Legal Definitions : J – M


Jaywalking involves walking across a street outside of the normal crosswalks, or walking unlawfully against a signal light. For the most part, jaywalkers assume some, if not all, liability for being struck by a motor vehicle. For example, if a person walks out from between parked cars, leaving the driver of the vehicle who strikes the pedestrian with no time to avoid the accident, then the pedestrian will likely be held fully liable for the accident.


A fictitious name used on a pleading to denote a possible female Defendant, who is unknown at the time of filing.


A fictitious name used on a pleading to denote a possible male Defendant, who is unknown at the time of filing. In the context of ICBC injury claims, such a name is commonly used in hit and run scenarios where the identity of the person is unascertained at the time that litigation is commenced.


Under joint and several liability, all Defendants are collectively and individually liable for the Plaintiff’s damages. Any one of the Defendants can be solely responsible for payment of damages, and it is up to the Defendant who pays to seek contribution from other Defendants.


Two or more persons whose negligence contributes to the damages of another person.


The process by which a jury is selected, which involves a pool of potential jurors being asked questions by counsel and the Court. There can be peremptory challenges by the lawyers without stating a cause. Eventually, the jury is impaneled.


In the context of an ICBC injury claim, a trial in which the case proceeds via judge and jury, rather than by judge alone, with the jury rendering final judgment. In British Columbia, jury trials can be requested by either the Plaintiff or Defendant. With respect to low velocity impacts (LVIS), ICBC normally likes to proceed via a jury.


The process by where a court apportions (assigns) liability to a Plaintiff and Defendant, or between Defendants themselves, for their respective contributions to losses and injuries sustained by the Plaintiff.


Also known as a Guardian Ad Litem, a litigation guardian, normally a parent, assists and acts in the best interests of an infant or legally disabled person throughout the course of their litigation, normally assisted by counsel.


Asking a witness a question at trial which suggests the answer. It is commonly objected to by opposing counsel, but such form of questioning is allowed during cross-examination.


Legal responsibility for one’s acts or omissions. Also known as blame or fault. The Plaintiff must prove liability against the Defendant in order to succeed at trial. The Plaintiff must show that the Defendant owed the Plaintiff a duty of care, that such duty was breached, and that such breach caused the Plaintiff’s losses and injuries.


A period of time within which legal proceedings must be commenced, or a Plaintiff’s claim will be barred from proceeding. In the context of ICBC injury claims, the limitation period is normally two years from the date of the accident. If proceeding in the Supreme Court, a Notice of Civil Claim must be filed in order to preserve the claimant’s legal right to sue.


In the context of an ICBC injury claim, a party to a lawsuit, such as a Plaintiff or Defendant.


The process that begins with the filing of a Notice of Civil Claim, and ends with settlement or judgement at trial. Steps along the away can include exchange of documentation between parties, Examinations for Discovery, interlocutory court applications, trial management conferences, etc …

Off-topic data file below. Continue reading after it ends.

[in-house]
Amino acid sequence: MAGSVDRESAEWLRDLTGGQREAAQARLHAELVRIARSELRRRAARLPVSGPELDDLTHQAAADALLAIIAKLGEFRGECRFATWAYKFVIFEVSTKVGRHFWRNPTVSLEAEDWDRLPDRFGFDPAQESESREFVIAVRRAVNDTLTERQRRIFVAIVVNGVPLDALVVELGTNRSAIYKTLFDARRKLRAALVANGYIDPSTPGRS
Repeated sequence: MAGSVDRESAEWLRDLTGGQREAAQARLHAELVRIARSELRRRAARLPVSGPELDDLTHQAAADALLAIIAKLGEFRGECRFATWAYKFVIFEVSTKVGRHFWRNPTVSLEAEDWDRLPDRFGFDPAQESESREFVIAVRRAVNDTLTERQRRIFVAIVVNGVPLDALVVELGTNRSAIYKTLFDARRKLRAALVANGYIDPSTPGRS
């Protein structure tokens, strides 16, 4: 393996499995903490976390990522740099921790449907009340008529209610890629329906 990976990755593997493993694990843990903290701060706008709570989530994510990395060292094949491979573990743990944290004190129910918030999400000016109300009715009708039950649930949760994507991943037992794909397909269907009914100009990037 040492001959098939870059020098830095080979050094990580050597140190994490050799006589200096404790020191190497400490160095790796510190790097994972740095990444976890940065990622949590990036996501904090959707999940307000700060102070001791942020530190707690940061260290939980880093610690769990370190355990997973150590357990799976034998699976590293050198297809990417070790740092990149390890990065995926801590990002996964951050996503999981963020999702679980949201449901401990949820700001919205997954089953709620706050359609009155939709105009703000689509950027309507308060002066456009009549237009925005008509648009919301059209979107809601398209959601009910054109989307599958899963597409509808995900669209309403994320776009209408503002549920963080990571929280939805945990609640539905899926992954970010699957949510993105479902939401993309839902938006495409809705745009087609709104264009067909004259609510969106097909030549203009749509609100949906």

The inability of the spouse of a Plaintiff to have normal marital relations, due to the physical and emotional injuries suffered by the Plaintiff, which cause changes in the Plaintiff’s life that greatly affect the marriage.


In the context of an ICBC injury claim, loss of use represents the inability to use an automobile due to damage being caused to it by the negligence of another. Depending on the type of loss of use coverage under their ICBC policy, claimants may have rental car coverage to help pay for the use of a rental car until such time that their car is fixed.


A collision between two vehicles that occurs at a low speed. ICBC has an internal policy with respect to a low velocity impact (LVI) in that they deem it to be a non-compensable claim with respect to payment for injuries. The rationale behind the policy is that the claimant could not possibly have been injured due to the low speed of the collision. The courts have historically taken a dim view of the LVI, are are very critical of it. One possible way around an LVI classification is if you have a pre-existing injury to the area of your body that has been injured in the accident. You always have an excellent prospect of success at trial if you are credible, have corroborating medical documentation, and have properly mitigated your damages.


The wrongful inclusion of a Plaintiff or Defendant, or of a cause of action, in the same lawsuit.


A legal obligation of a claimant in an ICBC injury claim. The claimant is expected to take active, reasonable steps in the recovery process to mitigate (lessen or reduce) their damages and losses. Failure to mitigate can sometimes result in a deduction in the overall amount of damages awarded by the Court. In order for ICBC’S lawyer to succeed in an argument that a claimant did not mitigate their damages, it would need to be shown that the claimant acted unreasonably in not following doctor’s orders, and it would need to proven to what extent, if any, that the claimant’s injuries would have been reduced had he or she acted reasonably. A failure to follow the advice of treatment providers is a common allegation made by ICBC’S lawyer when advancing a failure to mitigate argument.